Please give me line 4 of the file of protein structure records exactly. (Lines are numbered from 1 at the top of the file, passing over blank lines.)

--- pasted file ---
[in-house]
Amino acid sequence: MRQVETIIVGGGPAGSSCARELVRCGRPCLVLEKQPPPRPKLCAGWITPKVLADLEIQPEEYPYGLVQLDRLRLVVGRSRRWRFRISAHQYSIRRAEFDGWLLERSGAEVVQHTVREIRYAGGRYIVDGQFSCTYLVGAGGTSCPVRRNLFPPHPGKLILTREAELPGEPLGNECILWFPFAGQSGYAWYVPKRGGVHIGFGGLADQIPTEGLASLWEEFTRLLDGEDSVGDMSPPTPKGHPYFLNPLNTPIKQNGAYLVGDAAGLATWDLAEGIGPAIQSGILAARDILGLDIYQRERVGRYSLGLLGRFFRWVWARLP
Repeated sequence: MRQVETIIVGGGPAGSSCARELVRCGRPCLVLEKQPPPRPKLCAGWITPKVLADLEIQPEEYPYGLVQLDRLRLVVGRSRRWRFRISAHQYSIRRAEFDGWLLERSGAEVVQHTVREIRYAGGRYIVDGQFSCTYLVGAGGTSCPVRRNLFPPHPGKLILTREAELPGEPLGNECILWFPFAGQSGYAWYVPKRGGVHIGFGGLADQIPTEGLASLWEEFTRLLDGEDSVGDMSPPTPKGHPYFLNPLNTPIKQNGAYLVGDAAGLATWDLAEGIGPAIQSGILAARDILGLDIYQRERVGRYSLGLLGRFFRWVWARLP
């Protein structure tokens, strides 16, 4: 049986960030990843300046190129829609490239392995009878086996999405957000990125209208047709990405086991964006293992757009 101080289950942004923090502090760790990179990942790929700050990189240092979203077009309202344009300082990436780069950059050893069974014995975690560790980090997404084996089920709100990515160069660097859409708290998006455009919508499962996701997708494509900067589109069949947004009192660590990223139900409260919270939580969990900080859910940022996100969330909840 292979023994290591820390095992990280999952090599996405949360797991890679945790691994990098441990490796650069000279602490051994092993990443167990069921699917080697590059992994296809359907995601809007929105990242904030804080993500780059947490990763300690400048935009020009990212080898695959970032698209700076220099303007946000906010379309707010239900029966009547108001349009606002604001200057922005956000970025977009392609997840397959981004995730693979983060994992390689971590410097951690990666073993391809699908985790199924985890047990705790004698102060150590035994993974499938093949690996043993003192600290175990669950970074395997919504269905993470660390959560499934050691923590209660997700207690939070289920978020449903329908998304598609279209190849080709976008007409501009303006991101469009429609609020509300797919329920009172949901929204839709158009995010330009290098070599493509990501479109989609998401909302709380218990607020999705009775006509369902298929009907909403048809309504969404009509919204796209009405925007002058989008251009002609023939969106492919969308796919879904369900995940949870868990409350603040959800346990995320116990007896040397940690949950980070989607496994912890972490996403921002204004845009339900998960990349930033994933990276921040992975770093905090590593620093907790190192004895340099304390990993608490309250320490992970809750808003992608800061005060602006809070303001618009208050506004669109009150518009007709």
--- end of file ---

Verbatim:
């Protein structure tokens, strides 16, 4: 049986960030990843300046190129829609490239392995009878086996999405957000990125209208047709990405086991964006293992757009 101080289950942004923090502090760790990179990942790929700050990189240092979203077009309202344009300082990436780069950059050893069974014995975690560790980090997404084996089920709100990515160069660097859409708290998006455009919508499962996701997708494509900067589109069949947004009192660590990223139900409260919270939580969990900080859910940022996100969330909840 292979023994290591820390095992990280999952090599996405949360797991890679945790691994990098441990490796650069000279602490051994092993990443167990069921699917080697590059992994296809359907995601809007929105990242904030804080993500780059947490990763300690400048935009020009990212080898695959970032698209700076220099303007946000906010379309707010239900029966009547108001349009606002604001200057922005956000970025977009392609997840397959981004995730693979983060994992390689971590410097951690990666073993391809699908985790199924985890047990705790004698102060150590035994993974499938093949690996043993003192600290175990669950970074395997919504269905993470660390959560499934050691923590209660997700207690939070289920978020449903329908998304598609279209190849080709976008007409501009303006991101469009429609609020509300797919329920009172949901929204839709158009995010330009290098070599493509990501479109989609998401909302709380218990607020999705009775006509369902298929009907909403048809309504969404009509919204796209009405925007002058989008251009002609023939969106492919969308796919879904369900995940949870868990409350603040959800346990995320116990007896040397940690949950980070989607496994912890972490996403921002204004845009339900998960990349930033994933990276921040992975770093905090590593620093907790190192004895340099304390990993608490309250320490992970809750808003992608800061005060602006809070303001618009208050506004669109009150518009007709």